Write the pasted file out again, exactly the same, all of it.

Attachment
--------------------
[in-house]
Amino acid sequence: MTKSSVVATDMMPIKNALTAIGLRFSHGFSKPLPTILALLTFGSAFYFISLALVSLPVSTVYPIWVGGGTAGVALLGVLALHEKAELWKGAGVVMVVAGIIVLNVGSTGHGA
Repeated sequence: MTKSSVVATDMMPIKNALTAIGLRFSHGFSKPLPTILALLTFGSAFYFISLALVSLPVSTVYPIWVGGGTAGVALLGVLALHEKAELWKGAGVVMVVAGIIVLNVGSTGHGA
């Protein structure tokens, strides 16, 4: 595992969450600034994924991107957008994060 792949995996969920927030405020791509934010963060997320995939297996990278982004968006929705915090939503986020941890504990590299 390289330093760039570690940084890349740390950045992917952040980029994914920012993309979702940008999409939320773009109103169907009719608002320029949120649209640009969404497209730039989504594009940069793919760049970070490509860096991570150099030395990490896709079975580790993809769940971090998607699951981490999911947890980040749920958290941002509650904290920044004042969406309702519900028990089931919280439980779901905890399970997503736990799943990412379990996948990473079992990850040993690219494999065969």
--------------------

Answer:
[in-house]
Amino acid sequence: MTKSSVVATDMMPIKNALTAIGLRFSHGFSKPLPTILALLTFGSAFYFISLALVSLPVSTVYPIWVGGGTAGVALLGVLALHEKAELWKGAGVVMVVAGIIVLNVGSTGHGA
Repeated sequence: MTKSSVVATDMMPIKNALTAIGLRFSHGFSKPLPTILALLTFGSAFYFISLALVSLPVSTVYPIWVGGGTAGVALLGVLALHEKAELWKGAGVVMVVAGIIVLNVGSTGHGA
């Protein structure tokens, strides 16, 4: 595992969450600034994924991107957008994060 792949995996969920927030405020791509934010963060997320995939297996990278982004968006929705915090939503986020941890504990590299 390289330093760039570690940084890349740390950045992917952040980029994914920012993309979702940008999409939320773009109103169907009719608002320029949120649209640009969404497209730039989504594009940069793919760049970070490509860096991570150099030395990490896709079975580790993809769940971090998607699951981490999911947890980040749920958290941002509650904290920044004042969406309702519900028990089931919280439980779901905890399970997503736990799943990412379990996948990473079992990850040993690219494999065969």